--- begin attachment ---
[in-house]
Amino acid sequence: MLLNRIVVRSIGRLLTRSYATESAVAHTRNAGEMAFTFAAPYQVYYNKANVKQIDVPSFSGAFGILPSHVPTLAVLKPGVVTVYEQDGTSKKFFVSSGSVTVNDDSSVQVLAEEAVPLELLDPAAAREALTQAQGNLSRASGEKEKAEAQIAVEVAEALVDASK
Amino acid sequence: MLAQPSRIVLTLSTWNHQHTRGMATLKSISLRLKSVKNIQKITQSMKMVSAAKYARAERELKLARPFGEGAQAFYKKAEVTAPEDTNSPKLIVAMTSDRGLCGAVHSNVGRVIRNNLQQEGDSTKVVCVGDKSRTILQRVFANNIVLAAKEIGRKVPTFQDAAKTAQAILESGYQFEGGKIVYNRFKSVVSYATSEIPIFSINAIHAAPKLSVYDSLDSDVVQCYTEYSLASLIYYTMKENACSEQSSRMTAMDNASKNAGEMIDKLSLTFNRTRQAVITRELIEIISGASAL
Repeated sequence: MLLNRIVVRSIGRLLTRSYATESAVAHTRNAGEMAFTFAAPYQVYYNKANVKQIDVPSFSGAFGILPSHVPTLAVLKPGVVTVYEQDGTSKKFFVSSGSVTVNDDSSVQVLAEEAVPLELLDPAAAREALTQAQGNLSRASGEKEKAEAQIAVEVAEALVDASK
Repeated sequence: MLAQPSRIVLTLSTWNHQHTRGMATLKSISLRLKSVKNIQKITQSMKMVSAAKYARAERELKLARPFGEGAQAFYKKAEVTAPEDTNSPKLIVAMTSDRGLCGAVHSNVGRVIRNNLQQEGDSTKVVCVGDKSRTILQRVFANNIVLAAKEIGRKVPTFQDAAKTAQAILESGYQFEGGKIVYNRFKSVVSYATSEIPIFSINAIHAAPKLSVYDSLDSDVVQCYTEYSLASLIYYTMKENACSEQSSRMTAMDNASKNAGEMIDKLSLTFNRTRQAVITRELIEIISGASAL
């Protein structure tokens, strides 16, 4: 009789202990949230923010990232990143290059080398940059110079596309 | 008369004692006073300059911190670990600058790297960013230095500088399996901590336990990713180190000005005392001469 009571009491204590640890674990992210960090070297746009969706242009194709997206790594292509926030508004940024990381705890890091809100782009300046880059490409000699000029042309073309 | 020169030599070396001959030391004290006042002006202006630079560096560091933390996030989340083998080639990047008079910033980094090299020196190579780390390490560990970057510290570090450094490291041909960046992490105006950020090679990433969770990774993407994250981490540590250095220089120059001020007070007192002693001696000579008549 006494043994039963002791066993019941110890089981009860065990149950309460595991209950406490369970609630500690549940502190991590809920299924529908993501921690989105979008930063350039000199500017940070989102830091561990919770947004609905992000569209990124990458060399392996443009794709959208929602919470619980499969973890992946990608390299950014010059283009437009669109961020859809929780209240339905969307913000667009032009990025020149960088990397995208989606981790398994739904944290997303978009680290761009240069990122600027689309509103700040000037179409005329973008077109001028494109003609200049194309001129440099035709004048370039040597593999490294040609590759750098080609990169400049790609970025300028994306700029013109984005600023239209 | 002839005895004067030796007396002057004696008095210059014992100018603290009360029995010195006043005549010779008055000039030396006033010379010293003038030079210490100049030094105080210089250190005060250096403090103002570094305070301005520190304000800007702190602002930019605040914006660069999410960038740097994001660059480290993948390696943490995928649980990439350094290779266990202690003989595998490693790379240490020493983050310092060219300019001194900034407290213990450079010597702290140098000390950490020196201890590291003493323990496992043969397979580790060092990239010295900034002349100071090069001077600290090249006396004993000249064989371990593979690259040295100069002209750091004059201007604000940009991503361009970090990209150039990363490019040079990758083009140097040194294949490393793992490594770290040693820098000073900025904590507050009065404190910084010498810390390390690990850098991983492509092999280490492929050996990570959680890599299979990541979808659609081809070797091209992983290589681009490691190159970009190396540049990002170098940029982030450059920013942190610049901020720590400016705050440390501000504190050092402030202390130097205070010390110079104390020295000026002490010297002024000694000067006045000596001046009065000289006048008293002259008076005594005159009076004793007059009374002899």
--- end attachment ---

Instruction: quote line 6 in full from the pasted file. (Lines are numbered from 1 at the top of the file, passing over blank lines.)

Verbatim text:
């Protein structure tokens, strides 16, 4: 009789202990949230923010990232990143290059080398940059110079596309 | 008369004692006073300059911190670990600058790297960013230095500088399996901590336990990713180190000005005392001469 009571009491204590640890674990992210960090070297746009969706242009194709997206790594292509926030508004940024990381705890890091809100782009300046880059490409000699000029042309073309 | 020169030599070396001959030391004290006042002006202006630079560096560091933390996030989340083998080639990047008079910033980094090299020196190579780390390490560990970057510290570090450094490291041909960046992490105006950020090679990433969770990774993407994250981490540590250095220089120059001020007070007192002693001696000579008549 006494043994039963002791066993019941110890089981009860065990149950309460595991209950406490369970609630500690549940502190991590809920299924529908993501921690989105979008930063350039000199500017940070989102830091561990919770947004609905992000569209990124990458060399392996443009794709959208929602919470619980499969973890992946990608390299950014010059283009437009669109961020859809929780209240339905969307913000667009032009990025020149960088990397995208989606981790398994739904944290997303978009680290761009240069990122600027689309509103700040000037179409005329973008077109001028494109003609200049194309001129440099035709004048370039040597593999490294040609590759750098080609990169400049790609970025300028994306700029013109984005600023239209 | 002839005895004067030796007396002057004696008095210059014992100018603290009360029995010195006043005549010779008055000039030396006033010379010293003038030079210490100049030094105080210089250190005060250096403090103002570094305070301005520190304000800007702190602002930019605040914006660069999410960038740097994001660059480290993948390696943490995928649980990439350094290779266990202690003989595998490693790379240490020493983050310092060219300019001194900034407290213990450079010597702290140098000390950490020196201890590291003493323990496992043969397979580790060092990239010295900034002349100071090069001077600290090249006396004993000249064989371990593979690259040295100069002209750091004059201007604000940009991503361009970090990209150039990363490019040079990758083009140097040194294949490393793992490594770290040693820098000073900025904590507050009065404190910084010498810390390390690990850098991983492509092999280490492929050996990570959680890599299979990541979808659609081809070797091209992983290589681009490691190159970009190396540049990002170098940029982030450059920013942190610049901020720590400016705050440390501000504190050092402030202390130097205070010390110079104390020295000026002490010297002024000694000067006045000596001046009065000289006048008293002259008076005594005159009076004793007059009374002899």